Hansen admits the cases were against webcam operators and were mostly in train before the GDPR deadline. However, Hansen gives some indication of the timelines involved in prosecution and the issuing of fines, even in what are referred to as open and shut cases.

Initial exchanges after a breach notification or coming to light, for acknowledgements and submission of accounts would take a couple of months. The regulator would write to the affected organisation and give them a month or so to respond. This could go through a few rounds until enough information is gathered to make an assessment. Hansen said that even if this initial process yielded enough to make an assessment, there would still be a facility for the breached organisation to react and comment. This could take another month per move each side.

Overall, in a well-defined, clear-cut case, Hansen reckoned a fine within six months would be doing very well.

Where there was an ongoing investigation of a breach, contested evidence or a lack of speed in response, then it could easily drag things out for a year or more.

So, will Facebook face a $1.63 billion fine for its latest incident, as many are speculating? Well, yes, possibly, but for all the reasons outlined above, not any time soon.

It is highly unlikely that any such large scale incident would be as cut and dried as to produce an assessment resulting in a fine that would go uncontested by organisations with deep pockets, if just to maintain a principle.

To apply this back to GDPR and the May deadline, anything that happened post-deadline, even if under investigation, is probably still only in early stages of case processing by regulatory authorities.

This means that even the highest profile cases, from July, August and onwards are only likely to result in assessments that might indicate whether fines are appropriate by December at the earliest, with the likelihood being that the thornier cases might take up to a year.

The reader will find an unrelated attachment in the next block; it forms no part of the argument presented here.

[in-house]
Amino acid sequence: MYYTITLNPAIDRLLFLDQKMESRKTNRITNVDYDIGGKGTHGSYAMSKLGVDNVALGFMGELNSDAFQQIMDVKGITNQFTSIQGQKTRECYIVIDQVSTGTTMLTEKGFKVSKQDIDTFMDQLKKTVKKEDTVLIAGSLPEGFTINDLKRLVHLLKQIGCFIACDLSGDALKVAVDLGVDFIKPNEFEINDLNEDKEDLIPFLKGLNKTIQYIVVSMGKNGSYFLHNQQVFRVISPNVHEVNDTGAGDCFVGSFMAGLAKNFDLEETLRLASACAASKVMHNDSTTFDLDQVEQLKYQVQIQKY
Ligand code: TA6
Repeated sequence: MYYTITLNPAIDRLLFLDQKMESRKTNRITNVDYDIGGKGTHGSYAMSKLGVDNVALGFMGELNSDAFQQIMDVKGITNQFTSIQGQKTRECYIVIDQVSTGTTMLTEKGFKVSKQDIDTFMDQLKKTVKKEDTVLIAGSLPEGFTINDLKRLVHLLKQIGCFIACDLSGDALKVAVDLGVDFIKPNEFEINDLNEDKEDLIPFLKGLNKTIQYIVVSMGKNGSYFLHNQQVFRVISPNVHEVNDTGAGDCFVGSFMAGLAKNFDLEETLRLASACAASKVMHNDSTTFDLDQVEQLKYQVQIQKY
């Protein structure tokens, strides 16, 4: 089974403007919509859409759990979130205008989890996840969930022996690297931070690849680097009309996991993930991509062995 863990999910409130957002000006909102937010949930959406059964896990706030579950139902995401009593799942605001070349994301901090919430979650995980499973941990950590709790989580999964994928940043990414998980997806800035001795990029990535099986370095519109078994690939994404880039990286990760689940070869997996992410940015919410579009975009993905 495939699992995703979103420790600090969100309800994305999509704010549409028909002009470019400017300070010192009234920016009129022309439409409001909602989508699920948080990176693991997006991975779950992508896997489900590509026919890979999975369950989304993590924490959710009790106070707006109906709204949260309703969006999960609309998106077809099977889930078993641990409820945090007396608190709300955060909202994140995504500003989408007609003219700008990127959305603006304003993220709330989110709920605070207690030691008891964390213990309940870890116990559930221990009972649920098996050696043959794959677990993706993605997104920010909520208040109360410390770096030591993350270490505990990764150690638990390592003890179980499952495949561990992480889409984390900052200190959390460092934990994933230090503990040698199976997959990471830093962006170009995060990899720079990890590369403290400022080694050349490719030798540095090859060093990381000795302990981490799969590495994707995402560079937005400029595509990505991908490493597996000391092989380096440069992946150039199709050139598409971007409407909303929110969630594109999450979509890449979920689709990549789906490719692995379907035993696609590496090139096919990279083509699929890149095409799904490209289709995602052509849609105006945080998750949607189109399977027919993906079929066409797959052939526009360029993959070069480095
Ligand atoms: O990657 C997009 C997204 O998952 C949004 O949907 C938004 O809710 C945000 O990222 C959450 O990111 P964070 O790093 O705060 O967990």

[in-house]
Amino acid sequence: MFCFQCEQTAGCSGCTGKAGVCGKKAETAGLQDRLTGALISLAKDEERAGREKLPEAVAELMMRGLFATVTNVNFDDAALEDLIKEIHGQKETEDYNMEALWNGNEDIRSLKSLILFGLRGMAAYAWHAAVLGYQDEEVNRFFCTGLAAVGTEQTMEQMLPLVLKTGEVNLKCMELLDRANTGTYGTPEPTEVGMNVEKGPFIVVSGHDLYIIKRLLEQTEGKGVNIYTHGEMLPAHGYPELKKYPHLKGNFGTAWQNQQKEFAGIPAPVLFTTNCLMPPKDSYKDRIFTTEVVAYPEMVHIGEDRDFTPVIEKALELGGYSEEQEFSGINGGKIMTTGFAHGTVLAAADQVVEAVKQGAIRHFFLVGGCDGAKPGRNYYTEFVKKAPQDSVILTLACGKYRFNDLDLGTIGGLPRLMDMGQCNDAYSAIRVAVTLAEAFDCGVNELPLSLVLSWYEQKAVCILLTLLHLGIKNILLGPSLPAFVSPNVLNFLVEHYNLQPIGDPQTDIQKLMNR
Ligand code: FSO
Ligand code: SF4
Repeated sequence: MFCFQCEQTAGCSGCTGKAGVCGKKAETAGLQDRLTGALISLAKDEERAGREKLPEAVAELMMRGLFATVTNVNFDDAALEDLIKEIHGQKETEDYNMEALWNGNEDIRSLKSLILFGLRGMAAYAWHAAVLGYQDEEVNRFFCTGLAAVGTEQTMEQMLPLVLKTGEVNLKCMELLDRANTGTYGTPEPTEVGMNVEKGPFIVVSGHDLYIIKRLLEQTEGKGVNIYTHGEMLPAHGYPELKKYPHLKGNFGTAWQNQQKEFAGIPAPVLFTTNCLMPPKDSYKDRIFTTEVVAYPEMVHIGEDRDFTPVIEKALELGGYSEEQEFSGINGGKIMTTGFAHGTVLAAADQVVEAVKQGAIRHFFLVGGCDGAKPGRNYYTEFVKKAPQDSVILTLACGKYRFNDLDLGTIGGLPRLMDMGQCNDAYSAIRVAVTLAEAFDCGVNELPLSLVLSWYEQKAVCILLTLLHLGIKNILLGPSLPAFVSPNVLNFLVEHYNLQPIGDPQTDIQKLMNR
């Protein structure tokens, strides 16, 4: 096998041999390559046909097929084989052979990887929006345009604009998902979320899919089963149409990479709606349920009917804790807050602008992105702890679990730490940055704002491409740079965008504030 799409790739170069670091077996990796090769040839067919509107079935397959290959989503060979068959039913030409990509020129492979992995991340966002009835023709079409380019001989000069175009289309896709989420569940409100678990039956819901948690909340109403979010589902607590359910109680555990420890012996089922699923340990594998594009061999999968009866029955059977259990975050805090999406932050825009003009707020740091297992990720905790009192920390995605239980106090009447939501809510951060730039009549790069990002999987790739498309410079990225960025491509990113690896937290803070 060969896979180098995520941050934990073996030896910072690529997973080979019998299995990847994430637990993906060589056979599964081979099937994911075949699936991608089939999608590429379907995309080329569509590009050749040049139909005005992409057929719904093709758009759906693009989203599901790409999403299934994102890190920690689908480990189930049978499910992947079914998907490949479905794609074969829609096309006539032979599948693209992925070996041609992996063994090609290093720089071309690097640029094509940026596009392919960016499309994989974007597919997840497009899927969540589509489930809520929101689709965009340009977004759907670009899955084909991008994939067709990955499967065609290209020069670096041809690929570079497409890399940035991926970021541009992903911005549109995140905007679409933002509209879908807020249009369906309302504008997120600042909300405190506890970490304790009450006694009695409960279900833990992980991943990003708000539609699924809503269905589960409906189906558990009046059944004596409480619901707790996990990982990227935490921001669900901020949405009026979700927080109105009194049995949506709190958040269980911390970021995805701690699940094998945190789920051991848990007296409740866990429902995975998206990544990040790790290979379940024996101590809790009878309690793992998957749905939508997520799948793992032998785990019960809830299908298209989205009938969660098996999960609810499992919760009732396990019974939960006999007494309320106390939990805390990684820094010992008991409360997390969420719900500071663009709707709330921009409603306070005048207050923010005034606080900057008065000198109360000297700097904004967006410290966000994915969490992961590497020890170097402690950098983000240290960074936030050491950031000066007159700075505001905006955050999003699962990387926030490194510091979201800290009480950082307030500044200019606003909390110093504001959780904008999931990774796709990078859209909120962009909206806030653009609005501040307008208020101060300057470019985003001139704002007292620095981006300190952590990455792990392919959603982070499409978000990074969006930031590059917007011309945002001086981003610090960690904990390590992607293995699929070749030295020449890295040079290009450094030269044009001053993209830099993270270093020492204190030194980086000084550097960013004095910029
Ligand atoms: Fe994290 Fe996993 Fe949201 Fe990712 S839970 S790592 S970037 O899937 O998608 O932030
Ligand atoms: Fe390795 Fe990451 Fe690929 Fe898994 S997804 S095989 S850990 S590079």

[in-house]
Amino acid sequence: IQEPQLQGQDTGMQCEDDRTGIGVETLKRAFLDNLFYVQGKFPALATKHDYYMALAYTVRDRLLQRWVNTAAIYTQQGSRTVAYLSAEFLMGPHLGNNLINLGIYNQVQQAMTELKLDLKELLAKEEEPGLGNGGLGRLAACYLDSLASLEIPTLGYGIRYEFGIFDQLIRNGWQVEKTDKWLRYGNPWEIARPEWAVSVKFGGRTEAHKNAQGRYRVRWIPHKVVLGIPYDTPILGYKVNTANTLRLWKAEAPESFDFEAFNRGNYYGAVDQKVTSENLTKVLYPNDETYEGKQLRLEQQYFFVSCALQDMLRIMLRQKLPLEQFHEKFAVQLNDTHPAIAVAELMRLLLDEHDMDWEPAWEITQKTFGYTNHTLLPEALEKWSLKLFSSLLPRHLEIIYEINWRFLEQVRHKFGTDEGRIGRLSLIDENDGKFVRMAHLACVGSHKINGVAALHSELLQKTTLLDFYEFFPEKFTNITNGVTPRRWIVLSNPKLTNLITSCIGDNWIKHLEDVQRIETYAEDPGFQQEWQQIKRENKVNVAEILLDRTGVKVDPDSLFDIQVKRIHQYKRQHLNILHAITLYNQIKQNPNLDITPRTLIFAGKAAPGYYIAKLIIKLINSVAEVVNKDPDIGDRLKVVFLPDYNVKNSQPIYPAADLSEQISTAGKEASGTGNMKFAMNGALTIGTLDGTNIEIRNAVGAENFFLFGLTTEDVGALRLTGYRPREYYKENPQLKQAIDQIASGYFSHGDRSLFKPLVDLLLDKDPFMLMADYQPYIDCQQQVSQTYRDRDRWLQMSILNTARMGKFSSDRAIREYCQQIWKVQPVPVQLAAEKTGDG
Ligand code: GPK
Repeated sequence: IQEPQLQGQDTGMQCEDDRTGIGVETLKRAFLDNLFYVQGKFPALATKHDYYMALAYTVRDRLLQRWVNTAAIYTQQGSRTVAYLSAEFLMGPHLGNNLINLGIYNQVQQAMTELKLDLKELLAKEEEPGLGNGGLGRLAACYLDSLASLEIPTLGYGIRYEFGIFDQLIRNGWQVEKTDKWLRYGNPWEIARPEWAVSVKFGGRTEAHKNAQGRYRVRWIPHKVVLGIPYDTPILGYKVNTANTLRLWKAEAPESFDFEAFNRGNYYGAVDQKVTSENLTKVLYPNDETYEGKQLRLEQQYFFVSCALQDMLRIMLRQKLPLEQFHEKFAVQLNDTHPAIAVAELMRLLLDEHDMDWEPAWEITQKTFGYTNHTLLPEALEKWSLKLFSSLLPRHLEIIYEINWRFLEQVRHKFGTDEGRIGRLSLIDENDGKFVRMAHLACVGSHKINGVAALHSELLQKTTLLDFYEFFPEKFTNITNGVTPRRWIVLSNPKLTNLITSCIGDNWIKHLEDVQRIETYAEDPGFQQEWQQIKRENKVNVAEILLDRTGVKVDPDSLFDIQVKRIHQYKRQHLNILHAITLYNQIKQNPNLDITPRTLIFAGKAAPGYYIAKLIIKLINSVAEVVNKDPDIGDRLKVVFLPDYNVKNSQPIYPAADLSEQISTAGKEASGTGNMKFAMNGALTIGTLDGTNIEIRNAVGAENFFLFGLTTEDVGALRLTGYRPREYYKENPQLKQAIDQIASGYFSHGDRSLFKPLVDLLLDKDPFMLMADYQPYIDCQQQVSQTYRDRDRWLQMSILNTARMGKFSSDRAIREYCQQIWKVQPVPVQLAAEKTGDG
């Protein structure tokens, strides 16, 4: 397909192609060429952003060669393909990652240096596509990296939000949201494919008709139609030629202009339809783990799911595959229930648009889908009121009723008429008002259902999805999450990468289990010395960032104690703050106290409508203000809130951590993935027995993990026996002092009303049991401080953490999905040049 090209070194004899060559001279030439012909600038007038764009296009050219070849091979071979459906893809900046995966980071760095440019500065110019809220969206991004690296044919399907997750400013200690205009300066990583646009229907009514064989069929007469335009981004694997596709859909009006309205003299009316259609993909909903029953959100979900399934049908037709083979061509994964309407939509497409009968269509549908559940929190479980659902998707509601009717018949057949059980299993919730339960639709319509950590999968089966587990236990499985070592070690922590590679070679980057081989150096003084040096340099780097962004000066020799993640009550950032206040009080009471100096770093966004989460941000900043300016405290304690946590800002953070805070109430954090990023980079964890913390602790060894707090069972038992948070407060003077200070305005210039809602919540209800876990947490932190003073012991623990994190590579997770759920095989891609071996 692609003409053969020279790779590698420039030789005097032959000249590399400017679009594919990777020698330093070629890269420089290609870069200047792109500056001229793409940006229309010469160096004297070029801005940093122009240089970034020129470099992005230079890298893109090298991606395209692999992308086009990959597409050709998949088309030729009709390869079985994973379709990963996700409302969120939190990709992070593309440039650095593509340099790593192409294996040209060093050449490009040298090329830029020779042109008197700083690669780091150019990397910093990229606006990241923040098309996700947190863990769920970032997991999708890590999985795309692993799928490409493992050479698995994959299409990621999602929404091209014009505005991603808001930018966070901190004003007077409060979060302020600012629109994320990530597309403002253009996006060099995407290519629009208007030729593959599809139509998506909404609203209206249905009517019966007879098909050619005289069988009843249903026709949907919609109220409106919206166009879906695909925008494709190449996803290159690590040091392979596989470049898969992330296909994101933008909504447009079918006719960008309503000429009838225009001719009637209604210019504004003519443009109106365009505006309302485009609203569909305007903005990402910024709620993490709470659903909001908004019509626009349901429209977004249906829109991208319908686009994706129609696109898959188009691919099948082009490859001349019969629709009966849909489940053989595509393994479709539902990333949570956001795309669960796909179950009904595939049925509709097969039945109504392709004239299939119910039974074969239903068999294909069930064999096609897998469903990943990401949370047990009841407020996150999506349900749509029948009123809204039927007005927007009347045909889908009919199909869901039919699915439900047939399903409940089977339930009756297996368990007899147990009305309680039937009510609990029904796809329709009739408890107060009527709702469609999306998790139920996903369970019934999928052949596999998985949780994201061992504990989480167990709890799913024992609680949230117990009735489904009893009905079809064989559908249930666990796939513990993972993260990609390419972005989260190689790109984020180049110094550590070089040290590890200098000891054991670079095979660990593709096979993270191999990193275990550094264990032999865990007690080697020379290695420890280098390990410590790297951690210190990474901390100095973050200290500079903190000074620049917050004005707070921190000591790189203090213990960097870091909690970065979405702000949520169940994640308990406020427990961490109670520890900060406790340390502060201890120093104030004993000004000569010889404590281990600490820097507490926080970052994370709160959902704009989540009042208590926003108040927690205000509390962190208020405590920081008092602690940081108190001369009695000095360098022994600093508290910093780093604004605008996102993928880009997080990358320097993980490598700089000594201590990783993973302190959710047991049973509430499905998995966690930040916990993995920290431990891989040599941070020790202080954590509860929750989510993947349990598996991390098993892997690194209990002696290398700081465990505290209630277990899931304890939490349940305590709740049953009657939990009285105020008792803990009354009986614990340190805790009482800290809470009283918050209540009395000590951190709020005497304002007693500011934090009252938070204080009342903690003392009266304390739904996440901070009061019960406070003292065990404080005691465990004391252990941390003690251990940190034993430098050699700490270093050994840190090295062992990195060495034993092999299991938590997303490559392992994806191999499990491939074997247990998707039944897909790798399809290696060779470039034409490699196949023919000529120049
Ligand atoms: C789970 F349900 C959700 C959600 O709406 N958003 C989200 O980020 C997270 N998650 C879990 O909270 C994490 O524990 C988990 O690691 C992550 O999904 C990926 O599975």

While there was a certain fervour around May of 2018 as the deadline approached, there may be an even greater flap around May of 2019 as early cases complete their investigation and consultation phases and move toward issuance of fines.

There is no arguing with due process and it is only right and proper that all due diligence is applied as breaches are breaches and everyone involved is entitled to justice. However, it does not do much for public confidence to have such regulation trumpeted widely, demonstrated with every cookie confirmation and data gathering permission form, and yet a yawning emptiness as regards implementation.

I’m not advocating for pitchfork mobs storming the offices of egregious flouters, nor for the same to turn up outside a certain upstairs premises in Tullamore, but a more visible indication of the efforts of the DPC and its sister agencies throughout Europe might go a long way to ensuring that public support is maintained while the fit and proper investigations are underway before outcomes are obvious.

As the regulations are there to protect citizenry, perhaps they deserve some indication of what is going on in their interests to prevent apathy and fatigue that might disengage them from defending their right to privacy.